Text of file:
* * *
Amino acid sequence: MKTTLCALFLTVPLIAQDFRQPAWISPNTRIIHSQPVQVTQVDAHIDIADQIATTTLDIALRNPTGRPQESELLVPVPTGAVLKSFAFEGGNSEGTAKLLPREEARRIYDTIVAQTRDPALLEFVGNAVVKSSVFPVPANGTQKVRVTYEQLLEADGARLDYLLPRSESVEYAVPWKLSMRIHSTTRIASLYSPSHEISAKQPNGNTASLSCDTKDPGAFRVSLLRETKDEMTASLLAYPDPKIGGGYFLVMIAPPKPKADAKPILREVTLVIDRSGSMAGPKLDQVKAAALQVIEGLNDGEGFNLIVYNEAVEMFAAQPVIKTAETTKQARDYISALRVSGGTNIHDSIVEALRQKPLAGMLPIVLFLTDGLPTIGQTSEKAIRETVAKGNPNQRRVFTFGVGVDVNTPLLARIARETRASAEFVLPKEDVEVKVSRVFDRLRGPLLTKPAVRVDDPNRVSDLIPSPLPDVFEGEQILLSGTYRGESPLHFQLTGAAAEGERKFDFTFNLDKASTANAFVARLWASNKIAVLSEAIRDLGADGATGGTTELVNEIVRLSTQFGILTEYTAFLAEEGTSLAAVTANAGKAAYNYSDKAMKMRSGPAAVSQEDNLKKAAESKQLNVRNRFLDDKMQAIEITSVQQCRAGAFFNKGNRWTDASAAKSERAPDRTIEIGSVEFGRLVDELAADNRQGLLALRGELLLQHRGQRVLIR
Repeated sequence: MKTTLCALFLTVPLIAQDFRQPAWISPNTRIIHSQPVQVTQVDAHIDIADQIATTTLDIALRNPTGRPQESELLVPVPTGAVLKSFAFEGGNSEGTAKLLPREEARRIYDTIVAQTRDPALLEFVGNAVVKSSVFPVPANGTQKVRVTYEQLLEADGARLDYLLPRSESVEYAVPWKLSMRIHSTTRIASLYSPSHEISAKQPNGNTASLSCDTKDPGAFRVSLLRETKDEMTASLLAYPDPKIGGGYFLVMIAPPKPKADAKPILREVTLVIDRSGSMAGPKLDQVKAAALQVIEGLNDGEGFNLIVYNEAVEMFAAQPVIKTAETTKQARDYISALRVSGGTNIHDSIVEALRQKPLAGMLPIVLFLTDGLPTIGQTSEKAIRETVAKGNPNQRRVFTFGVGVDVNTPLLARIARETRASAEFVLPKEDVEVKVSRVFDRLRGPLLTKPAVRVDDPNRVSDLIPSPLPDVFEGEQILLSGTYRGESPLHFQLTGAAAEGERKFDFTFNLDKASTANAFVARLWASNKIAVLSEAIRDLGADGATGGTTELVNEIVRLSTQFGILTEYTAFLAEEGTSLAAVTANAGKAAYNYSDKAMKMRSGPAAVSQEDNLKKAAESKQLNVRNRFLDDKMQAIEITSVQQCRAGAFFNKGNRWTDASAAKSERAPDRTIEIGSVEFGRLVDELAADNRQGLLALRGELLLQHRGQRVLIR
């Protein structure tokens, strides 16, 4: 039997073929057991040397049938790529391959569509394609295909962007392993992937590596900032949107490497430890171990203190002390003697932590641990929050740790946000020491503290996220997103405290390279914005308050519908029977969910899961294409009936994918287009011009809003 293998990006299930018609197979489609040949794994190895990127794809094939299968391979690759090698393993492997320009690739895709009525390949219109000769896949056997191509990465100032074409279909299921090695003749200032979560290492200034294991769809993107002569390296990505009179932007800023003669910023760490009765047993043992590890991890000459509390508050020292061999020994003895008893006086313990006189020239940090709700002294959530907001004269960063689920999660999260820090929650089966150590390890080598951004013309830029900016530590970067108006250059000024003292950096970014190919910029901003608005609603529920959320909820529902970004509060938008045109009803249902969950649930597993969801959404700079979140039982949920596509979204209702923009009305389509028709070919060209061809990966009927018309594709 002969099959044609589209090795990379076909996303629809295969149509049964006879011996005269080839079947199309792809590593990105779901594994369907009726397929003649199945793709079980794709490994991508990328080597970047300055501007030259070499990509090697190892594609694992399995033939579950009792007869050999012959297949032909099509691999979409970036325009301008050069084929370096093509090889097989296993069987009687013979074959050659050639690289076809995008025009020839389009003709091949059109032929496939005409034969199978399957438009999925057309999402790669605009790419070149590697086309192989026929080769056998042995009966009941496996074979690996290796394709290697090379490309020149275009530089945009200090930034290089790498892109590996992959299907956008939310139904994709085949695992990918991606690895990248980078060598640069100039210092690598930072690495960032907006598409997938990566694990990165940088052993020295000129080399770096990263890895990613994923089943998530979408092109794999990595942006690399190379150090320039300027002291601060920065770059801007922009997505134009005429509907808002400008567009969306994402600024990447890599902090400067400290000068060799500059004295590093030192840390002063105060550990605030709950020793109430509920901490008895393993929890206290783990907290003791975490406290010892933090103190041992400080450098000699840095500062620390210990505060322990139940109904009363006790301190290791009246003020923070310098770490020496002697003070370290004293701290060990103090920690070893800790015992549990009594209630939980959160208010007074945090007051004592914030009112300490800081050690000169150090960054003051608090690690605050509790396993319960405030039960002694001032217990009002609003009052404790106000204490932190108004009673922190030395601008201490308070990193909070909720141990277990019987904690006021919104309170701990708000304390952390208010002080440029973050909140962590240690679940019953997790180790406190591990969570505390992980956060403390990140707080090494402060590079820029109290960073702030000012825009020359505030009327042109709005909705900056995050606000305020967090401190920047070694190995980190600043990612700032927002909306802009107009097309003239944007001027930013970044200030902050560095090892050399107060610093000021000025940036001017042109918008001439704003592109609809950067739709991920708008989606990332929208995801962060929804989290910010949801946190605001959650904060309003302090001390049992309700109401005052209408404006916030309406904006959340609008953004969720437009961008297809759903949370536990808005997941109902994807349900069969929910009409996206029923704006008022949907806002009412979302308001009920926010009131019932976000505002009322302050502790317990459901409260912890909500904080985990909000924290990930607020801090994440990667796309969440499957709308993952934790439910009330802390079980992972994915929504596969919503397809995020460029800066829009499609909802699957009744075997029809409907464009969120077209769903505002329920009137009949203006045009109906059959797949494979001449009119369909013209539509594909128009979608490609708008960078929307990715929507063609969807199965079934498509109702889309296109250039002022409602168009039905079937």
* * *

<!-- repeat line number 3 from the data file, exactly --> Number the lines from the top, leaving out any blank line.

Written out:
């Protein structure tokens, strides 16, 4: 039997073929057991040397049938790529391959569509394609295909962007392993992937590596900032949107490497430890171990203190002390003697932590641990929050740790946000020491503290996220997103405290390279914005308050519908029977969910899961294409009936994918287009011009809003 293998990006299930018609197979489609040949794994190895990127794809094939299968391979690759090698393993492997320009690739895709009525390949219109000769896949056997191509990465100032074409279909299921090695003749200032979560290492200034294991769809993107002569390296990505009179932007800023003669910023760490009765047993043992590890991890000459509390508050020292061999020994003895008893006086313990006189020239940090709700002294959530907001004269960063689920999660999260820090929650089966150590390890080598951004013309830029900016530590970067108006250059000024003292950096970014190919910029901003608005609603529920959320909820529902970004509060938008045109009803249902969950649930597993969801959404700079979140039982949920596509979204209702923009009305389509028709070919060209061809990966009927018309594709 002969099959044609589209090795990379076909996303629809295969149509049964006879011996005269080839079947199309792809590593990105779901594994369907009726397929003649199945793709079980794709490994991508990328080597970047300055501007030259070499990509090697190892594609694992399995033939579950009792007869050999012959297949032909099509691999979409970036325009301008050069084929370096093509090889097989296993069987009687013979074959050659050639690289076809995008025009020839389009003709091949059109032929496939005409034969199978399957438009999925057309999402790669605009790419070149590697086309192989026929080769056998042995009966009941496996074979690996290796394709290697090379490309020149275009530089945009200090930034290089790498892109590996992959299907956008939310139904994709085949695992990918991606690895990248980078060598640069100039210092690598930072690495960032907006598409997938990566694990990165940088052993020295000129080399770096990263890895990613994923089943998530979408092109794999990595942006690399190379150090320039300027002291601060920065770059801007922009997505134009005429509907808002400008567009969306994402600024990447890599902090400067400290000068060799500059004295590093030192840390002063105060550990605030709950020793109430509920901490008895393993929890206290783990907290003791975490406290010892933090103190041992400080450098000699840095500062620390210990505060322990139940109904009363006790301190290791009246003020923070310098770490020496002697003070370290004293701290060990103090920690070893800790015992549990009594209630939980959160208010007074945090007051004592914030009112300490800081050690000169150090960054003051608090690690605050509790396993319960405030039960002694001032217990009002609003009052404790106000204490932190108004009673922190030395601008201490308070990193909070909720141990277990019987904690006021919104309170701990708000304390952390208010002080440029973050909140962590240690679940019953997790180790406190591990969570505390992980956060403390990140707080090494402060590079820029109290960073702030000012825009020359505030009327042109709005909705900056995050606000305020967090401190920047070694190995980190600043990612700032927002909306802009107009097309003239944007001027930013970044200030902050560095090892050399107060610093000021000025940036001017042109918008001439704003592109609809950067739709991920708008989606990332929208995801962060929804989290910010949801946190605001959650904060309003302090001390049992309700109401005052209408404006916030309406904006959340609008953004969720437009961008297809759903949370536990808005997941109902994807349900069969929910009409996206029923704006008022949907806002009412979302308001009920926010009131019932976000505002009322302050502790317990459901409260912890909500904080985990909000924290990930607020801090994440990667796309969440499957709308993952934790439910009330802390079980992972994915929504596969919503397809995020460029800066829009499609909802699957009744075997029809409907464009969120077209769903505002329920009137009949203006045009109906059959797949494979001449009119369909013209539509594909128009979608490609708008960078929307990715929507063609969807199965079934498509109702889309296109250039002022409602168009039905079937």